From self-knowledge to initiative and integrity, award-winning CNBC finance reporter Maria Bartiromo offers insights on the qualities that have helped some of the top leaders find internal and external success in her book, “The 10 Laws of Enduring Success.”
Her interviews with Bill Gates, Charles Schwab, Deepak Chopra, Bono, Goldie Hawn, Condoleezza Rice, and others helped her the identify what really matters in life, especially during hard times, she explains.
“You can’t always control the way you are judged by others, but you can live your life in such a way that you can look at yourself in the mirror and feel content,” Bartiromo insists. “I’ve learned that although the landscape of success changes from era to era, there are fundamental qualities that remain consistent, no matter what is happening in the outside world.”
Following are the 10 qualities that Bartiromo believes make for enduring success:
1. Self-Knowledge: Listen to your heart. “Without this, nothing else is possible. It’s the ability to define for yourself what shape your life will take, and how you will pursue success. Success is not an abstraction. It exists in the context of who you are, where you are, and what you love. It is tangible, but not necessarily monetary. It is a state of being content in your heart.”
2. Vision: Plant your dreams on solid ground. “Vision is the ability to look ahead and see possibility. It is the place where your dreams and your actions come together. Vision may seem like a lofty ideal, but its most important characteristic is focus. The shotgun approach to life and career almost never works. Vision involves looking at the world around you and asking, ‘What am I going to do about it? How am I going to use the precious gift of my one life?’ Without a focused vision, you’re just bouncing off walls.”
3. Initiative: Keep rattling the cage. “Successful people are always thinking about what they can do to move to the next level. Initiative is the drive to do it—to take the first step, and then the next step, and then the next step. You can’t sort of want it. You can’t sit around waiting for it. The great thing about initiative is that it’s free and available to everyone. It’s a matter of doing something instead of not doing something.”
4. Courage: Be bold, smart, and fair. Courage is the inner fortitude that allows you to overcome barriers and to step up and take a chance, even when it seems impossible. The most successful people I know embody the kind of bravery that makes others remark, ‘I can’t believe you did that.’ Courage means you’ll try something if you aren’t certain of the outcome, you’ll take a stand when others are running for cover, you’ll risk failure to get where you want to go. It’s deciding to live in a mindset of possibility instead of fear. It is manifested in everyday actions.”
5. Integrity: Do the right thing. Integrity means doing the right thing. I guarantee you’ll know it. You’ll feel it in your gut. Integrity means looking inside yourself. When you strip everything else away, what kind of person are you? When faced with an ethical dilemma, we all know in our hearts what’s the right thing to do. You can have money and not have integrity. You can have fame and not have integrity. You can have a corner office and not have integrity. But you can never have true success without integrity.”
6. Adaptability: Stay open to change. Adaptability is the opposite of complacency. The survivors are always those who can adapt. That’s been true since the beginning of time, and it’s certainly the case now. Technology has changed so many industries, including the media, with newspapers closing down and information exploding on the Web. The manufacturing sector is faltering as production and jobs are outsourced to cheaper locales. Millions of jobs have been lost, and people are wondering if they’ll ever be recovered. The answer lies in our ability to adapt to change—not to resist it, but to find the openings to new opportunities. There is no question that the people who are bet positioned to survive the financial crisis are those adept at shifting gears.”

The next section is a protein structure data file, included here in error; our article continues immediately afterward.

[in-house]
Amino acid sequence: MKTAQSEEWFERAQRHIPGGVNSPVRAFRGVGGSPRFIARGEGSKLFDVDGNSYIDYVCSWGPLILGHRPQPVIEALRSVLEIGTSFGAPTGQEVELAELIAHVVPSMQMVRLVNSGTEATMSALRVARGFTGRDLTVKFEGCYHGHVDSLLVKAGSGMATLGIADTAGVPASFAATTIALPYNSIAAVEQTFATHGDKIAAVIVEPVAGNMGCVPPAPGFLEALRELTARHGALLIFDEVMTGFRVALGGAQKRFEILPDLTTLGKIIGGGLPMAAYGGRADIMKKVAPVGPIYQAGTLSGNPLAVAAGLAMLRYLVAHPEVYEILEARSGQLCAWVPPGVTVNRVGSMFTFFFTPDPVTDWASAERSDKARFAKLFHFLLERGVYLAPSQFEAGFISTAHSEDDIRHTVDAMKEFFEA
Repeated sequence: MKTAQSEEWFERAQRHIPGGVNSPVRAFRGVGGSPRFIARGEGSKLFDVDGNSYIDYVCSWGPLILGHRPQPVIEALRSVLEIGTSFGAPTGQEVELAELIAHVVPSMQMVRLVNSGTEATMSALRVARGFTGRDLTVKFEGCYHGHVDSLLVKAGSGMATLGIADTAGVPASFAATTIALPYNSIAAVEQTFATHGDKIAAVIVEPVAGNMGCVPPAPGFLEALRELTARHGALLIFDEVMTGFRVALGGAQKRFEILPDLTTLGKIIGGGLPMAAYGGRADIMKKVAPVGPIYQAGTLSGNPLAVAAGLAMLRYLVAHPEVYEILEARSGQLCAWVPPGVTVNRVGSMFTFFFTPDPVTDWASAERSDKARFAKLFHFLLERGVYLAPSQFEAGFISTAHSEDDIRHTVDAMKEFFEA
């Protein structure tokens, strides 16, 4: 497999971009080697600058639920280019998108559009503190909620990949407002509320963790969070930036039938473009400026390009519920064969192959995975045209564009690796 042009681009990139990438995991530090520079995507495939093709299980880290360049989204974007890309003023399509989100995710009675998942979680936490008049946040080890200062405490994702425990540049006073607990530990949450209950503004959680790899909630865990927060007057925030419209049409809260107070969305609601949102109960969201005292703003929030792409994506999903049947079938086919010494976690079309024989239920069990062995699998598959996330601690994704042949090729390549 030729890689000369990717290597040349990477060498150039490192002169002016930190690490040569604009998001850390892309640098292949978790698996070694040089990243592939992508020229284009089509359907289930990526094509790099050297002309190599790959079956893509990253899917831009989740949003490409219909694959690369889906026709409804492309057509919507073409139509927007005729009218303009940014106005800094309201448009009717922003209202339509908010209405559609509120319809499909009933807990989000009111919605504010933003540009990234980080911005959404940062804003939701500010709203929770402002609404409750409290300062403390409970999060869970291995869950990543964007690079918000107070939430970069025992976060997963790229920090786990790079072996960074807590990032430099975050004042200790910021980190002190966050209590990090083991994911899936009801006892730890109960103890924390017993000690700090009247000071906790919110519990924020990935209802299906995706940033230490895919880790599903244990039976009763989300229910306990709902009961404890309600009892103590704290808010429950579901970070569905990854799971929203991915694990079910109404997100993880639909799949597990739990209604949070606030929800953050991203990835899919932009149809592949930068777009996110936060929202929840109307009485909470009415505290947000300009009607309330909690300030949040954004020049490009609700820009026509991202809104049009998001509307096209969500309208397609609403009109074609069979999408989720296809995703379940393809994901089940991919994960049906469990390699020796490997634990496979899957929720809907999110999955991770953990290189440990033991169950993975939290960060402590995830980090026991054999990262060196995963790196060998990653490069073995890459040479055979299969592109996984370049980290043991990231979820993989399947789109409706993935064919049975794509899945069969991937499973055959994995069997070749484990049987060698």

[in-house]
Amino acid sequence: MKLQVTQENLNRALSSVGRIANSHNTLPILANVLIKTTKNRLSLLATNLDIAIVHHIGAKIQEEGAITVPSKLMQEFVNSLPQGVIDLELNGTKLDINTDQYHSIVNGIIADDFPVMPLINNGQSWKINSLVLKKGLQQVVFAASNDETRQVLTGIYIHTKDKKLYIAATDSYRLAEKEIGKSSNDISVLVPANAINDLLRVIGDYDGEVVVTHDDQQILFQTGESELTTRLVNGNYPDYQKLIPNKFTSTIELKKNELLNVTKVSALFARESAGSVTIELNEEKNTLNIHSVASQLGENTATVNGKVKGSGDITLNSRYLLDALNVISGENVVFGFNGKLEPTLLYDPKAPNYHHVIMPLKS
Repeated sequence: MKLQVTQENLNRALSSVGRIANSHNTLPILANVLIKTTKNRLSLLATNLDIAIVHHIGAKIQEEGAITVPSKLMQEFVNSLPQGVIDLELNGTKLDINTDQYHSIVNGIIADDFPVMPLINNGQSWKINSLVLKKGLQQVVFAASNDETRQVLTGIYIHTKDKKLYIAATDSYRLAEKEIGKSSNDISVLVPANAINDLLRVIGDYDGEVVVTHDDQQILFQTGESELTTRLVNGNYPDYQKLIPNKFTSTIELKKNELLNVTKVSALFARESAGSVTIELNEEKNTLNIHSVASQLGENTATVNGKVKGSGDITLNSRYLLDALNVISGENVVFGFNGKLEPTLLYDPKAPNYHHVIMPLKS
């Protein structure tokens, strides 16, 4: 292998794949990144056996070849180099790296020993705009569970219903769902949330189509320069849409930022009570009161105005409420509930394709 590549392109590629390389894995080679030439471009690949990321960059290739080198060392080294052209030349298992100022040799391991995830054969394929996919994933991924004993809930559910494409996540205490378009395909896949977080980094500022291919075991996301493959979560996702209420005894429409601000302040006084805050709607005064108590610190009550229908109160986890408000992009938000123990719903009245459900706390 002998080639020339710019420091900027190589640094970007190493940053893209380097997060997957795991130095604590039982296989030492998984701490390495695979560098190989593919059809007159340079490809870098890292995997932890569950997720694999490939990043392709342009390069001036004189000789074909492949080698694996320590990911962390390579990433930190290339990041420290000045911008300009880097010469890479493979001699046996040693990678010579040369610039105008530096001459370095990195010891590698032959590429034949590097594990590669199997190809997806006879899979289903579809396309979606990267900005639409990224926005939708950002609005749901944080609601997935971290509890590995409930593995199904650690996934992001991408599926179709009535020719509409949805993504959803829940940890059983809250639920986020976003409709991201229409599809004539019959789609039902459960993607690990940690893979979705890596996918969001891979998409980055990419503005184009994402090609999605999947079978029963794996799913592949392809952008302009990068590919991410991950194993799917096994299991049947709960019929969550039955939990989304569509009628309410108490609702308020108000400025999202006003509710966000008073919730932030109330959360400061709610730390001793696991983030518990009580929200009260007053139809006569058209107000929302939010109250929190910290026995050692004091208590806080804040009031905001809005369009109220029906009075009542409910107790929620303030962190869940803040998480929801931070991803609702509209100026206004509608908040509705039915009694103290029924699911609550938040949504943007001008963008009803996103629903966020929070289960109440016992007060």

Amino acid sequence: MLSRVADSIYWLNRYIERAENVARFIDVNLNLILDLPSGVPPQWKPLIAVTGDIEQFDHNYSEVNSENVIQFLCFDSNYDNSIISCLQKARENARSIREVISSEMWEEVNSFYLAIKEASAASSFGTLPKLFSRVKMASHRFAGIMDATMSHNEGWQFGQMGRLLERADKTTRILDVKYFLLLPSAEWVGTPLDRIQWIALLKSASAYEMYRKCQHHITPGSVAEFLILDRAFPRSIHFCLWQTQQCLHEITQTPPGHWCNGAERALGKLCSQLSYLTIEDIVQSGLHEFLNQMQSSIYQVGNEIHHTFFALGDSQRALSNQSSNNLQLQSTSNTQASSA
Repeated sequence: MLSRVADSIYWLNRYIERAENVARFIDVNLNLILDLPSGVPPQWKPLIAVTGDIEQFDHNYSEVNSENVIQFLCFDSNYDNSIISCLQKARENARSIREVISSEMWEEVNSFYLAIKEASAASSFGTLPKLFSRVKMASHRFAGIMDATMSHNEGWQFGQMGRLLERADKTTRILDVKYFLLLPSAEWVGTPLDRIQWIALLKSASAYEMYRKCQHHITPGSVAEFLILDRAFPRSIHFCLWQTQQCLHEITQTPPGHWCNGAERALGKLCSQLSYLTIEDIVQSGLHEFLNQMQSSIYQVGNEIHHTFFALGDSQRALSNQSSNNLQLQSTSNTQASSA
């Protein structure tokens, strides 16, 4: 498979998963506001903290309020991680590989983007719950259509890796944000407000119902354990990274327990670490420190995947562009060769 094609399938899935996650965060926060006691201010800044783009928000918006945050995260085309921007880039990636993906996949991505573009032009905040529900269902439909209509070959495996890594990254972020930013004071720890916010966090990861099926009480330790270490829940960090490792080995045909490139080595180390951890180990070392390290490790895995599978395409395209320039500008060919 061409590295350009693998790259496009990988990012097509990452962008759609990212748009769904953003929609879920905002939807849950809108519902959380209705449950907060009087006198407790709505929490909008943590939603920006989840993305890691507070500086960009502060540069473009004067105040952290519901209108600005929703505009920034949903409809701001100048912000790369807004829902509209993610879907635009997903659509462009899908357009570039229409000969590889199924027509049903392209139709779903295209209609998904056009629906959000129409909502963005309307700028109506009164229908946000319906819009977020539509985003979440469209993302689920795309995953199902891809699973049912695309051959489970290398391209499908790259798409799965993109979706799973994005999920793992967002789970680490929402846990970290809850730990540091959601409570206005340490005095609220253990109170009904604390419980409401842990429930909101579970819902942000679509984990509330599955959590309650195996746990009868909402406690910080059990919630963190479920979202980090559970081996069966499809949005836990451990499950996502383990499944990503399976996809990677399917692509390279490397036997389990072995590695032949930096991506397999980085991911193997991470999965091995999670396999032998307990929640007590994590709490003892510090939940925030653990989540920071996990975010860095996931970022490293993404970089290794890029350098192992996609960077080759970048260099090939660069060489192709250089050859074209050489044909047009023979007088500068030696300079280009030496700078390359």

7. Humility: Hold on to your humanity. “Some of the greatest people I know are also the most humble. Humility doesn’t mean being wishy-washy, or letting others run over you in their climb to the top. It’s merely the understanding that you’re human. People with humility are extremely appealing. Believe in yourself, but don’t think you’re the center of the universe.”
8. Endurance: Build your stamina. “Since success is fleeting, you can never count on keeping it once you have it. Success is a long march, and you need the tools to endure. Even if you are doing what you love, you can get burned out over time. Endurance requires pacing, discipline, and the ability to sacrifice short-term gains for long-term results. Endurance means measuring success, not as an ultimate goal at the end of the road, but as a daily act of life. The most successful people are those who know how to pave the road with incremental triumphs.”
9. Purpose: Know what matters. “We all have a vocation, which transcends the material factors of job, income, and lifestyle. Many people find they came late to the realization of what really mattered in their lives, and often are awakened by a crisis. Don’t wait for disaster to find your purpose. Deep down, we all long to live lives of meaning and fulfillment.”
10. Resilience: Get up and move on. “Life is a seesaw. Sometimes you’re up, sometimes you’re down. In your heart of hearts, you know that success is fleeting. It’s possible to lose it all. But at times we see people coming back, almost as if they’re rising from the grave, and that inspires optimism.
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